A movement that now will bring others, preservationist and conservationist alike to one table to talk issues during the Pacific Preservation Summit. “So we are expecting historic preservation officers from the different islands, conservation organizations from the different islands. We are going to get together so that we can be able to look at how we can get our resources together to help each other. There are issues that we need to talk about. Issues about climate change. Issues about threatening of historic sites, and also issues that are in our front yard,” he explained.

Pointing back to the military buildup, Quinata says it’s the public’s responsibility to ensure they connect, appreciate, and preserve the place we call home.

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Cook Islands National Culture Policy

Let’s keep to the theme of culture and look at current events going on in the Cook Islands and their new National Culture Policy initiated by the Ministry of Cultural Development (MOCD).

The Cook Islands News reported that at this time the policy addresses four strategic goals, which will introduce a number of significant changes that are expected to be noticed from this year onward.

An imperative for the MOCD is to ensure that the cultural industry becomes officially established and recognized as an economic driver for the Cook Islands. Currently, this is being done haphazardly, with no known official information about the industry, and at this stage of development stakeholders will need to rally together to set systems that will establish and promote the industry.

Furthermore, indigenous Cook Islanders will be encouraged to be creative by diversifying to meet market demand and sourcing markets that will generate the most substantial return, all while being mindful of the environment.

During this time, the practice of using native history and arts will be established as a platform for servicing new, innovative and fast-changing markets.

Artworks will be integrated as marketable products and the MOCD will ensure that they are protected against counterfeits and pirates through official branding and careful product promotion. To achieve the best possible outcomes for the industry, systems and infrastructures are to be continuously improved.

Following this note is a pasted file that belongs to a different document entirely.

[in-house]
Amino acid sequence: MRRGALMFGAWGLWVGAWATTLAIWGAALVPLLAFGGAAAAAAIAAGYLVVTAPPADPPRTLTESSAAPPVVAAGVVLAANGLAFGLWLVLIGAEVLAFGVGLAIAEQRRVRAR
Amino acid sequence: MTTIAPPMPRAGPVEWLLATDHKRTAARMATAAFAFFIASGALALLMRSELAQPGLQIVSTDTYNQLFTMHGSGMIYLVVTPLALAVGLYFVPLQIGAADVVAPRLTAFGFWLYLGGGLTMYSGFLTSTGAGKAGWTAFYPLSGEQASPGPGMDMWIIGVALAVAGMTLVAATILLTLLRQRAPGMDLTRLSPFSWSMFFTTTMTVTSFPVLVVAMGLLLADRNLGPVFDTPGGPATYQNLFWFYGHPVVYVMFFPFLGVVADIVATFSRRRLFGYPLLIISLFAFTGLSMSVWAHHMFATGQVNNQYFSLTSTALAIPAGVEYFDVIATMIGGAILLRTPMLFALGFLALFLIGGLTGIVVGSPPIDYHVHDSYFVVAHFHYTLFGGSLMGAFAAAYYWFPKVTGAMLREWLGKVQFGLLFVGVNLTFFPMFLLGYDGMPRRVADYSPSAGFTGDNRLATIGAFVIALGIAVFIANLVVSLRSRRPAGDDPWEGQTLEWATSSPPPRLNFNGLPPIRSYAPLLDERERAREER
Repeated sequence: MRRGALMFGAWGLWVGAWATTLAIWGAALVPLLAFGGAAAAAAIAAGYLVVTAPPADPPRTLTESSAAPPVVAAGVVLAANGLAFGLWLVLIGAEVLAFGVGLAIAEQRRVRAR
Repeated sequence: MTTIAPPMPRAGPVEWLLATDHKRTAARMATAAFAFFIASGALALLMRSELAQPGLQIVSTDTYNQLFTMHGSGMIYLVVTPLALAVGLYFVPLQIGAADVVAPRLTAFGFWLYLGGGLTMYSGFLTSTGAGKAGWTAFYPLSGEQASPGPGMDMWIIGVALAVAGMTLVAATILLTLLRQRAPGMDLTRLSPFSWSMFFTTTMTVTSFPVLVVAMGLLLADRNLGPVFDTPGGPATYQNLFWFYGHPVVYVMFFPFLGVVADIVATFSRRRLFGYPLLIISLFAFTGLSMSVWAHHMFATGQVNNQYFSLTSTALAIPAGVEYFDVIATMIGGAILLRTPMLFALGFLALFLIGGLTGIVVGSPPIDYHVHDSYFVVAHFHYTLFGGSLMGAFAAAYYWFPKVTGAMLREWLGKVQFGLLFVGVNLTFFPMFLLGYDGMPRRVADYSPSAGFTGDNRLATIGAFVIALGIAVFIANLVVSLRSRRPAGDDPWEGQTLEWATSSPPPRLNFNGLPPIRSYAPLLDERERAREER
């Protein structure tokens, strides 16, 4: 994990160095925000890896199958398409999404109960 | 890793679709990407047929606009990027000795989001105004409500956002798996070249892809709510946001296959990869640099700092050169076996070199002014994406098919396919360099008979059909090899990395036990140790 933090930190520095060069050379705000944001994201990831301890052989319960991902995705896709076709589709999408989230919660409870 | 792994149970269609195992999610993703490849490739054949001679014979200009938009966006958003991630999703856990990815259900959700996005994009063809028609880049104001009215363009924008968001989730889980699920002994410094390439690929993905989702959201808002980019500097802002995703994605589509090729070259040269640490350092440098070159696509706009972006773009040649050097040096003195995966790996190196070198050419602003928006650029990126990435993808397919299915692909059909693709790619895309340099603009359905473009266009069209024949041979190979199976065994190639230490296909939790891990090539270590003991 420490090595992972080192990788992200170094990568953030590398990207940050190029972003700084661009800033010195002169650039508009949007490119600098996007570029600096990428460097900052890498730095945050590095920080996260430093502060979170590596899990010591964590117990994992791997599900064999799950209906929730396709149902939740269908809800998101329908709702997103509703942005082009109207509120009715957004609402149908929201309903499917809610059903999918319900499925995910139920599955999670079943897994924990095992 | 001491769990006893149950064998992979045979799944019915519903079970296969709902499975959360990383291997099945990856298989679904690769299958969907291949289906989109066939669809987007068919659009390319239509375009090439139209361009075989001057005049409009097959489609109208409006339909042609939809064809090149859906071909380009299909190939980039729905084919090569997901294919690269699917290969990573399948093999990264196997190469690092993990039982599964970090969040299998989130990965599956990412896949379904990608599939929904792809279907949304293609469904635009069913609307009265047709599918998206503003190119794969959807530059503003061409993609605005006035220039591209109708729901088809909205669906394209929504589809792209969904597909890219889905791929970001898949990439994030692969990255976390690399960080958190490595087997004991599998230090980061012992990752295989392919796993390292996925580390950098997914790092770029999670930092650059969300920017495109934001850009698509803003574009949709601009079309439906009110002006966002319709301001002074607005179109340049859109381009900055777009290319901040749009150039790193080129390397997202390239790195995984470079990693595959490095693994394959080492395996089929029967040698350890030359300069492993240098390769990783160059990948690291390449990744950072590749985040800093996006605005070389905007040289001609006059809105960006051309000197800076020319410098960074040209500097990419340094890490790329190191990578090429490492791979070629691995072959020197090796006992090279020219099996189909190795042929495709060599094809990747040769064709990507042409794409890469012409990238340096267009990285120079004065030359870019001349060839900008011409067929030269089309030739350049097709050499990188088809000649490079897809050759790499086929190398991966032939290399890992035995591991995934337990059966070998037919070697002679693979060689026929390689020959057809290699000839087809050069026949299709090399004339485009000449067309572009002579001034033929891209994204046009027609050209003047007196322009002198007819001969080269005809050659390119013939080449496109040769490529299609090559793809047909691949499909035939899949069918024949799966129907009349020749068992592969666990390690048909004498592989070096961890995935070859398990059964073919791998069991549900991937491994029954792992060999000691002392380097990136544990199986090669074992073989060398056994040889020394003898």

The first of the four strategic goals that aim to make this a reality is to grow the popularity of the market, which will first be directed towards locals to sell genuine cultural products. The Business Trade Investment Board (BTIB), Cook Islands Tourism, and Climate Change Cook Islands will identify markets interested in Cook Islands products, and the possibility of providing tax exemptions for businesses who supply genuine cultural products will be explored. Arts and crafts shops will also be accredited.

Being innovative with cultural products is the second strategic goal, with the first directive being to utilize the various art forms as a basis to diversify into new products. Research will be carried out to assess market demand, products’ resilience to climate change, and the tastes and preferences of the consumer. This information will be provided to potential suppliers, in addition to programs that will expose them to various markets providing similar products.


Growing and promoting cultural products is the third strategic goal, with the primary focus on seeking out markets. MOCD will conduct a feasibility study on the possibility of a cultural village at the Punanga Nui markets for the display and promotion of tangible and intangible Cook Islands products. A technology program will be instituted for the marketing of products, and the Pa Enua (outer islands) will be included in a chain of cruise boats as a means to stimulate the economy and industry.

Lastly, the fourth goal of balancing supply and demand will be achieved in part by establishing and accepting a realistic level of market supply without compromising the environment. Information about our products must be made available to increase the understanding and appreciation of the uniqueness, authenticity, quality and organic nature of the products being sold. Standards of quality will also be established, and products will be branded as a way to separate them from mass-produced items of a similar ilk.

All of the above strategies will be monitored and evaluated for their effectiveness, and will be amended if necessary.